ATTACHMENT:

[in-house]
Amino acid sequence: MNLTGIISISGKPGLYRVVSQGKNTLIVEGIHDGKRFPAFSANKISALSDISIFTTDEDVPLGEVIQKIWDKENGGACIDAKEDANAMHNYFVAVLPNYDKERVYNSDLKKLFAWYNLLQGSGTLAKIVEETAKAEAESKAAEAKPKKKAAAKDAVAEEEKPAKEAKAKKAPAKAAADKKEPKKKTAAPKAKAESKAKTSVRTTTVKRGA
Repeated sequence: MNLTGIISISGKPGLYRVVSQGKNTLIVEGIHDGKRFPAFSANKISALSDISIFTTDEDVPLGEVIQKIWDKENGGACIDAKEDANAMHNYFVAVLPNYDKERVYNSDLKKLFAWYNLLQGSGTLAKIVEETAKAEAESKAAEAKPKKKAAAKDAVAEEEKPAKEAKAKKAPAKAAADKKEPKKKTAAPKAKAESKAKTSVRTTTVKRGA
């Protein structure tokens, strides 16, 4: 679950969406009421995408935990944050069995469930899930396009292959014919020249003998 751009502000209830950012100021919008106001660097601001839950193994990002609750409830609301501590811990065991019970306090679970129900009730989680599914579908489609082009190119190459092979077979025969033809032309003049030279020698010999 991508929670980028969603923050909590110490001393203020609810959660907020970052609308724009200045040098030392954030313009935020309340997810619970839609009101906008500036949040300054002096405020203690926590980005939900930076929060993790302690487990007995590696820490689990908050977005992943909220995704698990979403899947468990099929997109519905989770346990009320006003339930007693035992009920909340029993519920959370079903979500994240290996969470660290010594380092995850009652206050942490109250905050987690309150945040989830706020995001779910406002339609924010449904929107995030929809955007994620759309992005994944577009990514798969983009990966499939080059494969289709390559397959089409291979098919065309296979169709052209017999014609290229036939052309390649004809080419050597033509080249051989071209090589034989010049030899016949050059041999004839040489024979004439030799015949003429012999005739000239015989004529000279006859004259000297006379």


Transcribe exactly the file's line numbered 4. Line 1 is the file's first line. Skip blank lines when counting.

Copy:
């Protein structure tokens, strides 16, 4: 679950969406009421995408935990944050069995469930899930396009292959014919020249003998 751009502000209830950012100021919008106001660097601001839950193994990002609750409830609301501590811990065991019970306090679970129900009730989680599914579908489609082009190119190459092979077979025969033809032309003049030279020698010999 991508929670980028969603923050909590110490001393203020609810959660907020970052609308724009200045040098030392954030313009935020309340997810619970839609009101906008500036949040300054002096405020203690926590980005939900930076929060993790302690487990007995590696820490689990908050977005992943909220995704698990979403899947468990099929997109519905989770346990009320006003339930007693035992009920909340029993519920959370079903979500994240290996969470660290010594380092995850009652206050942490109250905050987690309150945040989830706020995001779910406002339609924010449904929107995030929809955007994620759309992005994944577009990514798969983009990966499939080059494969289709390559397959089409291979098919065309296979169709052209017999014609290229036939052309390649004809080419050597033509080249051989071209090589034989010049030899016949050059041999004839040489024979004439030799015949003429012999005739000239015989004529000279006859004259000297006379």